Microsoft is messing around with Windows 11’s Start menu again (but for a good reason)

Windows 11 Start menu
(Image credit: TechRadar)

The redesigned Start menu in Windows 11 has been one of the most controversial changes coming to the new operating system, but Microsoft isn’t done tweaking it.

The latest insider build of Windows 11, which can be installed by people who have signed up to help test out the operating system before its launch on October 5, makes a small – but useful – tweak to the Start menu, by adding ‘Sign-in options’ above the power options.

Being able to quickly change how you sign into Windows 11 is certainly helpful, so we’re glad to see Microsoft experimenting with easier access.

Even if you’re testing out Windows 11, you may not see this change just yet as the new build, 22458, is currently only out for people on the Dev Channel. This is for people testing very early versions of Windows 11, mainly to see if their apps are compatible. Most people will probably be using the beta channel instead, which offers older, but more stable, Windows 11 preview builds. If this change proves successful then it may be a few weeks before we see it in the beta channel.

Other changes

As Windows Central reports, this new build includes several bug fixes as well, including a fixing a Start menu bug that affected its performance. Here’s the full list of fixes from Microsoft’s changelog:

  • Fixed an underlying issue that was impacting Start reliability.
  • Folders with # in folder name can now be added to indexing.
  • Addressed an issue that was causing Settings to crash sometimes when trying to open the Display page.
  • Clicking “More about refresh rate” in Advanced Display Settings now opens the support page it’s supposed to.
  • Fixed an issue where the Location page in Settings wasn’t showing warning text explaining why the location services setting was greyed out if it was greyed out.
  • Changes made to preferences under Manage App Execution Alias in Settings should now be preserved.
  • Fixed a couple of typos in the output of dll (Issue #206).
  • Mitigated an issue that could make certain games unexpectedly crash when using ALT + Enter (i.e., switch between full screen and windowed) during with Auto HDR enabled.
  • Addressed an issue that was causing text truncation in the Encrypting File System window in certain cases.
  • Fixed a rare scenario that could result in an uninstalled in-box app unexpectedly reappearing after reboot.
  • Appx commandlets should now work with PowerShell 7.0+ printui.dll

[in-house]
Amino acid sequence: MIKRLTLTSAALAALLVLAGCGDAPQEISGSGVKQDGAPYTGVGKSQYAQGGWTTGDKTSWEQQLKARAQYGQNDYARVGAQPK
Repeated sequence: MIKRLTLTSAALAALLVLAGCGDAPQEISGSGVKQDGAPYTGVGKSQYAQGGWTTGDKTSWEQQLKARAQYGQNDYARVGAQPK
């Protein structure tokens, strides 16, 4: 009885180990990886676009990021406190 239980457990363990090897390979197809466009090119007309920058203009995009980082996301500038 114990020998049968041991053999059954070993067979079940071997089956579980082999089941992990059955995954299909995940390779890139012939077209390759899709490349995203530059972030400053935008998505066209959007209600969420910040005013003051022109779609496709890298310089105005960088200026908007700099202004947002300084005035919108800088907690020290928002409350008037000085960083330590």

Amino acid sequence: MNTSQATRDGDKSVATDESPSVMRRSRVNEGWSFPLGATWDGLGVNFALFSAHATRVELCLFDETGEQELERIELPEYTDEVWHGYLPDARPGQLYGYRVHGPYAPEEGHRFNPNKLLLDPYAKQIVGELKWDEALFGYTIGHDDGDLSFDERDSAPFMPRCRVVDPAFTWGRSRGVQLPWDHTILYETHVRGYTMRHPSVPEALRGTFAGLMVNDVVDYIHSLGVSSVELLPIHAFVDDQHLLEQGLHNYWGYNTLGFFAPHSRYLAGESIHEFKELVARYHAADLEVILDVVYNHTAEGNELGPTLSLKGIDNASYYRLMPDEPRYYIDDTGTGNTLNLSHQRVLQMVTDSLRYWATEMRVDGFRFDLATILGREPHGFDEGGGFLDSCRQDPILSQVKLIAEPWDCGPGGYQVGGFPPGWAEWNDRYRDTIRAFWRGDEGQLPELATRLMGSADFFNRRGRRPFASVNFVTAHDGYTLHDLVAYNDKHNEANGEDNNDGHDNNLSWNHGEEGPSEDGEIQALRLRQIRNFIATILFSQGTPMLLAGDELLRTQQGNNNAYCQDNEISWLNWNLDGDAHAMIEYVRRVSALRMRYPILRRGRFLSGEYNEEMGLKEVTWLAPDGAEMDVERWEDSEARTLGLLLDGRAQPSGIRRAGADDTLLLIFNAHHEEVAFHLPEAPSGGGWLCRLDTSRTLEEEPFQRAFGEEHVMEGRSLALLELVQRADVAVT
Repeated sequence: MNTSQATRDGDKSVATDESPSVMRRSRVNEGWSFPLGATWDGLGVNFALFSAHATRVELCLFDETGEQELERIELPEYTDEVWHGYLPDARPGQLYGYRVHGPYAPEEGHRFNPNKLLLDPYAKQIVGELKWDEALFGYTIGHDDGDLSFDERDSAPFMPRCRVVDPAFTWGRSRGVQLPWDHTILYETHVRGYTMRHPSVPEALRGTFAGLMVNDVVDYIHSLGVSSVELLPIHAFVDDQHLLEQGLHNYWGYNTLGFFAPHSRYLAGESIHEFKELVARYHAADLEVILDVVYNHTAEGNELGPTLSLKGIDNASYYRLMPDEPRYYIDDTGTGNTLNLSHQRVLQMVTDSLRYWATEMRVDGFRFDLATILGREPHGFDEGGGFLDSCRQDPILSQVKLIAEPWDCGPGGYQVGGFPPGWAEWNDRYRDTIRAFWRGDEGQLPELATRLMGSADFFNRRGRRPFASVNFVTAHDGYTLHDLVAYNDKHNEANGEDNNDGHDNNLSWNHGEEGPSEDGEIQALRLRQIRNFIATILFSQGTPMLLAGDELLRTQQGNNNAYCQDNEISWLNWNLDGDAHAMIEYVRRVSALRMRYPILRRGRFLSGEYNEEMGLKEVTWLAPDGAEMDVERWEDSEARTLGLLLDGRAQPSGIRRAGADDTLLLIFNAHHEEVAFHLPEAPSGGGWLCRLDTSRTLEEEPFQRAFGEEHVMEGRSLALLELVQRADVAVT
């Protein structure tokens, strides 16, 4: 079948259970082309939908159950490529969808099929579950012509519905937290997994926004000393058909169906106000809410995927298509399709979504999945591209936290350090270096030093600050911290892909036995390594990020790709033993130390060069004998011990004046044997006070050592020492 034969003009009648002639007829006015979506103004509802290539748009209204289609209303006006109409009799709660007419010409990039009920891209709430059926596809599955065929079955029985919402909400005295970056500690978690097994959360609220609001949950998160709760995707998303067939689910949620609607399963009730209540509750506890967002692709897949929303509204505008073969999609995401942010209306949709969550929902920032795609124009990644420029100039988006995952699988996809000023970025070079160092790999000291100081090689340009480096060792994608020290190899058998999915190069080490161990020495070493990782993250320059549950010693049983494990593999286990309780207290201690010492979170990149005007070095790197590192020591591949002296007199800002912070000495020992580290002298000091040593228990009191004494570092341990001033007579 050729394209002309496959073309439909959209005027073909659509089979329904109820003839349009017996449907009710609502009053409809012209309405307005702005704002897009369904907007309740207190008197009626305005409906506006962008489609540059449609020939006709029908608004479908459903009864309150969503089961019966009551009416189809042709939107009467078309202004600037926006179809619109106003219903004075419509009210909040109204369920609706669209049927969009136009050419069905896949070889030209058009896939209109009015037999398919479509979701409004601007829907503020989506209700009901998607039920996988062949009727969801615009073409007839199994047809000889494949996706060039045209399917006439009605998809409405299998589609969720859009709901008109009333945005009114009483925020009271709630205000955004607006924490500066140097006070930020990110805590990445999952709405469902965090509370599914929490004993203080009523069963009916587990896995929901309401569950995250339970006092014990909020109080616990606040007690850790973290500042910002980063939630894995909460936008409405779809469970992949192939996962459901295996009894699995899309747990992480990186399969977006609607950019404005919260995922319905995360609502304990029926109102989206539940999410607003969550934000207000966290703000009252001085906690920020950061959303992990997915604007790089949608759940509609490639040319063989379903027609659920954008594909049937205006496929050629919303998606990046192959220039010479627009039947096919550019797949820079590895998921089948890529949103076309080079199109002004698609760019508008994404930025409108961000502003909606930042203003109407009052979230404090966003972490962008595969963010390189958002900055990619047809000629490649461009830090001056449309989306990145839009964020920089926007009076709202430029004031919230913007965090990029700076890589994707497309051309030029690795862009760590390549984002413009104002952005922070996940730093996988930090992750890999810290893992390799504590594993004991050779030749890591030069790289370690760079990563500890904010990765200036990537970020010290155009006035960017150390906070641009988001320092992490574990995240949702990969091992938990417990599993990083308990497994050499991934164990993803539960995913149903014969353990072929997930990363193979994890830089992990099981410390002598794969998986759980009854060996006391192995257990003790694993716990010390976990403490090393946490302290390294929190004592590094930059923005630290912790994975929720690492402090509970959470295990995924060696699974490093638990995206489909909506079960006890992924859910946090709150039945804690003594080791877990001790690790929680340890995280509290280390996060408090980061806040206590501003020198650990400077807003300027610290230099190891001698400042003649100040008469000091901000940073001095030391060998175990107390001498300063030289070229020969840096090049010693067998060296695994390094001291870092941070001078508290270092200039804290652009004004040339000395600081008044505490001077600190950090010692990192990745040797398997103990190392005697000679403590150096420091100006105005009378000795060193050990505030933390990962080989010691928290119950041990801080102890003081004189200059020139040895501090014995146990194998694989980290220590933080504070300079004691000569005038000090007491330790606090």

This build also includes a new Tips app, which Microsoft says comes with over 100 tips “to help you get started on Windows 11 and learn new things—discover keyboard shortcuts, find ways to optimize your PC, dive into productivity tips for Office, power up your gaming on Windows, and much more.”

While this new app could help people get used to Windows 11, there’s also concern that it could mean Windows 11 also gets more annoying pop-ups. Let’s hope that’s not the case.

Analysis: Room for improvement

As we mentioned, Microsoft’s tweaks to Windows 11’s Start menu have provided to be rather controversial. Moving it to the center of the screen has frustrated a lot of people, who are used to it being I the far-left of the taskbar. Pinning and moving apps have also been restricted.

As Microsoft found out with Windows 8, where it dropped the Start menu altogether, a lot of Windows users care deeply about the Start menu. As the name suggests, for many people it’s the first thing they use when on their PC, so any changes have to be carefully thought about. After all, after the backlash Windows 8 got, the Start menu was back in Windows 10.

Part of the reason why Microsoft has made Windows 11 available early to insiders is to get feedback, and if the concerns about the Windows 11 Start menu are numerous enough, it could lead to Microsoft rethinking its plans.

This latest tweak also shows that Microsoft isn’t finished with the Start menu, and is trying out new things, even with the final release of Windows 11 coming in a few weeks. This is good news, as it shows the company is happy to keep working on the Start menu, and will hopefully find a way to make it appeal to as many users as possible.

Matt Hanson
Managing Editor, Core Tech

Matt is TechRadar's Managing Editor for Core Tech, looking after computing and mobile technology. Having written for a number of publications such as PC Plus, PC Format, T3 and Linux Format, there's no aspect of technology that Matt isn't passionate about, especially computing and PC gaming. Ever since he got an Amiga A500+ for Christmas in 1991, he's loved using (and playing on) computers, and will talk endlessly about how The Secret of Monkey Island is the best game ever made.